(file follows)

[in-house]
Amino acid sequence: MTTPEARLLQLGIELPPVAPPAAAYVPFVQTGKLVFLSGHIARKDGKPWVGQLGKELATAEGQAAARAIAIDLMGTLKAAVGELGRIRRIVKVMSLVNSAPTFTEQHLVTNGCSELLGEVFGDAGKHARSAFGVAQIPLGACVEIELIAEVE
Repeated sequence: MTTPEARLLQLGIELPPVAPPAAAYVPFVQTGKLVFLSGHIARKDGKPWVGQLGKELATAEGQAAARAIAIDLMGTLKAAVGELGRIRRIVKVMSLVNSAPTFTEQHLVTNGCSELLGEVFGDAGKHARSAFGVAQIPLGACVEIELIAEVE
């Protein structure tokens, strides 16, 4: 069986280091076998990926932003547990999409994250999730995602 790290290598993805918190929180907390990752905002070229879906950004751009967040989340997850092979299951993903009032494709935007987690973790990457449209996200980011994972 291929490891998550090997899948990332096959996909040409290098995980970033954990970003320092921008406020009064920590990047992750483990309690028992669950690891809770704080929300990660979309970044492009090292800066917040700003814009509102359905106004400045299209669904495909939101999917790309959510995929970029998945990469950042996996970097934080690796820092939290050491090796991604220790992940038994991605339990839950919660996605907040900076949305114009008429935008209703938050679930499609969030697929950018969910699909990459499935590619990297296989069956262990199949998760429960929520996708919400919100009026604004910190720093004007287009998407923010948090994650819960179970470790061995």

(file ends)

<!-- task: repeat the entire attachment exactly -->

[in-house]
Amino acid sequence: MTTPEARLLQLGIELPPVAPPAAAYVPFVQTGKLVFLSGHIARKDGKPWVGQLGKELATAEGQAAARAIAIDLMGTLKAAVGELGRIRRIVKVMSLVNSAPTFTEQHLVTNGCSELLGEVFGDAGKHARSAFGVAQIPLGACVEIELIAEVE
Repeated sequence: MTTPEARLLQLGIELPPVAPPAAAYVPFVQTGKLVFLSGHIARKDGKPWVGQLGKELATAEGQAAARAIAIDLMGTLKAAVGELGRIRRIVKVMSLVNSAPTFTEQHLVTNGCSELLGEVFGDAGKHARSAFGVAQIPLGACVEIELIAEVE
């Protein structure tokens, strides 16, 4: 069986280091076998990926932003547990999409994250999730995602 790290290598993805918190929180907390990752905002070229879906950004751009967040989340997850092979299951993903009032494709935007987690973790990457449209996200980011994972 291929490891998550090997899948990332096959996909040409290098995980970033954990970003320092921008406020009064920590990047992750483990309690028992669950690891809770704080929300990660979309970044492009090292800066917040700003814009509102359905106004400045299209669904495909939101999917790309959510995929970029998945990469950042996996970097934080690796820092939290050491090796991604220790992940038994991605339990839950919660996605907040900076949305114009008429935008209703938050679930499609969030697929950018969910699909990459499935590619990297296989069956262990199949998760429960929520996708919400919100009026604004910190720093004007287009998407923010948090994650819960179970470790061995």